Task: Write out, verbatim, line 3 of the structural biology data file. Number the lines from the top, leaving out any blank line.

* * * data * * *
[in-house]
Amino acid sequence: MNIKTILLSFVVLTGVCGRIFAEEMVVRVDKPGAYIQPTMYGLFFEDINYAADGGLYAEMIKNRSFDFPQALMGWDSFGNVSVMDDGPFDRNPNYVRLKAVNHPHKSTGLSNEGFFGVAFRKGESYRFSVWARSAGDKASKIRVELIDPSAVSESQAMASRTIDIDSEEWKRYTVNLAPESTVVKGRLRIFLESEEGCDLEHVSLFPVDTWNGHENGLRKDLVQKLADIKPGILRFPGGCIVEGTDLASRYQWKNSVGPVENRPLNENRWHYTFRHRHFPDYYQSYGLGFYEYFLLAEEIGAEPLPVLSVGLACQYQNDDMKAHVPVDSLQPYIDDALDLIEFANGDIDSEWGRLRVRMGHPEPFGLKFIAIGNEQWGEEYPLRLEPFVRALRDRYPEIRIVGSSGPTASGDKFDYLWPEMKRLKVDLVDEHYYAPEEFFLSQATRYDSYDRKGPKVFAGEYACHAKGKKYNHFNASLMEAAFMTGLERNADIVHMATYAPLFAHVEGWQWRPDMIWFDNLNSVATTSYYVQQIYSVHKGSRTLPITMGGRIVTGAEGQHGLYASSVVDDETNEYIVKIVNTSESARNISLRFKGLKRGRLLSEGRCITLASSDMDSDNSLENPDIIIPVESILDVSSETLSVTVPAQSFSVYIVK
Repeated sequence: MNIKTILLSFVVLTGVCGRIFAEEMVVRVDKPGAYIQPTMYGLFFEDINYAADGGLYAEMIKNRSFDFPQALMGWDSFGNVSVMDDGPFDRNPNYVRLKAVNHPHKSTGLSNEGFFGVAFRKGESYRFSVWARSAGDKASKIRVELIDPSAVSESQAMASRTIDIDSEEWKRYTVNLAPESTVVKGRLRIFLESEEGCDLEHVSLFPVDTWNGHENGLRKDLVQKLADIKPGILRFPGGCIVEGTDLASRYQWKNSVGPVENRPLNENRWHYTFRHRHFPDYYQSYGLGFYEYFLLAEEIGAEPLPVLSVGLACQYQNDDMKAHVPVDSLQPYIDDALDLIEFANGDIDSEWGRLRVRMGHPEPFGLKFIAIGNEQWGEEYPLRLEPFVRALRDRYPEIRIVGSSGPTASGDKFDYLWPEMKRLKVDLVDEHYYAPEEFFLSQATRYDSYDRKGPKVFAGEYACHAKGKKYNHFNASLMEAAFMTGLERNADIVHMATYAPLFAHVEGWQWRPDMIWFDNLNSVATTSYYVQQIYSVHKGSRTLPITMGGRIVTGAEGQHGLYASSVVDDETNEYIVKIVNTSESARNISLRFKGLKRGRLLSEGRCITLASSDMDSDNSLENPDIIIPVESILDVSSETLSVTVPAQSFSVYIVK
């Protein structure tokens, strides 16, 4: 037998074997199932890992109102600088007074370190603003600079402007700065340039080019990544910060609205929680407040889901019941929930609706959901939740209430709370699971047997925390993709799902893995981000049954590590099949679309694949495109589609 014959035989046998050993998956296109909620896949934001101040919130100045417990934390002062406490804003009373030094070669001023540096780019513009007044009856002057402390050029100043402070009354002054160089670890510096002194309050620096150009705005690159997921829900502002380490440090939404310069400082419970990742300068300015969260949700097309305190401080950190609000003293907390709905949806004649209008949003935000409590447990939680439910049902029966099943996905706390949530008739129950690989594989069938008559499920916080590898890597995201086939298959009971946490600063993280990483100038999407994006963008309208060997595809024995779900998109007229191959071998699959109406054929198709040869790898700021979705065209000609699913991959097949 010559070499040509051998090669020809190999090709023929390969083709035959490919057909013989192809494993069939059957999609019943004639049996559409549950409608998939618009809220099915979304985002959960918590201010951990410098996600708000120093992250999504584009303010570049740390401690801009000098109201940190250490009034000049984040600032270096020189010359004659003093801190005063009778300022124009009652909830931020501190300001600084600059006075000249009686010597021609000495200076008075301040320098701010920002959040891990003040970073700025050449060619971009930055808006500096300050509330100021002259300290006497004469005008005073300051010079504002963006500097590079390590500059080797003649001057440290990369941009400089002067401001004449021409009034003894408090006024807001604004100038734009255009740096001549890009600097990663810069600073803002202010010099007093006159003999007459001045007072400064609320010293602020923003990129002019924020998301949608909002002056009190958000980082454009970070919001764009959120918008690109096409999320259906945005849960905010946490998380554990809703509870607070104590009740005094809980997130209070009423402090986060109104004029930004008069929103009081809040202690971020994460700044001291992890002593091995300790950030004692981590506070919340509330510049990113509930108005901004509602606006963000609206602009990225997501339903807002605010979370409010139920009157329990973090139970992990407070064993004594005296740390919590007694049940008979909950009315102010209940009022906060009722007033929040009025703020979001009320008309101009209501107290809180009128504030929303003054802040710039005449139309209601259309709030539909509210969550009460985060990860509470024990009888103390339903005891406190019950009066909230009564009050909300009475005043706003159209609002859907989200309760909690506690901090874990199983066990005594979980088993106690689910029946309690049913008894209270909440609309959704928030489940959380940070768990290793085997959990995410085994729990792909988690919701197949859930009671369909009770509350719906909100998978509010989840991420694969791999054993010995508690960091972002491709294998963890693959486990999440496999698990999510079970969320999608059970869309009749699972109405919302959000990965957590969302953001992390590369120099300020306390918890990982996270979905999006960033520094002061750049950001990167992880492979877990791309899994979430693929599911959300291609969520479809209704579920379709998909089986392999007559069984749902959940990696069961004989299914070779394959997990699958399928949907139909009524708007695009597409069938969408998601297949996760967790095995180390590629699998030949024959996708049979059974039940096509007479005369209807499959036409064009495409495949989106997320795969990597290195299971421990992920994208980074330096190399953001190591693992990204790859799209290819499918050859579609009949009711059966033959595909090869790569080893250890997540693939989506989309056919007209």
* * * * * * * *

Repeated sequence: MNIKTILLSFVVLTGVCGRIFAEEMVVRVDKPGAYIQPTMYGLFFEDINYAADGGLYAEMIKNRSFDFPQALMGWDSFGNVSVMDDGPFDRNPNYVRLKAVNHPHKSTGLSNEGFFGVAFRKGESYRFSVWARSAGDKASKIRVELIDPSAVSESQAMASRTIDIDSEEWKRYTVNLAPESTVVKGRLRIFLESEEGCDLEHVSLFPVDTWNGHENGLRKDLVQKLADIKPGILRFPGGCIVEGTDLASRYQWKNSVGPVENRPLNENRWHYTFRHRHFPDYYQSYGLGFYEYFLLAEEIGAEPLPVLSVGLACQYQNDDMKAHVPVDSLQPYIDDALDLIEFANGDIDSEWGRLRVRMGHPEPFGLKFIAIGNEQWGEEYPLRLEPFVRALRDRYPEIRIVGSSGPTASGDKFDYLWPEMKRLKVDLVDEHYYAPEEFFLSQATRYDSYDRKGPKVFAGEYACHAKGKKYNHFNASLMEAAFMTGLERNADIVHMATYAPLFAHVEGWQWRPDMIWFDNLNSVATTSYYVQQIYSVHKGSRTLPITMGGRIVTGAEGQHGLYASSVVDDETNEYIVKIVNTSESARNISLRFKGLKRGRLLSEGRCITLASSDMDSDNSLENPDIIIPVESILDVSSETLSVTVPAQSFSVYIVK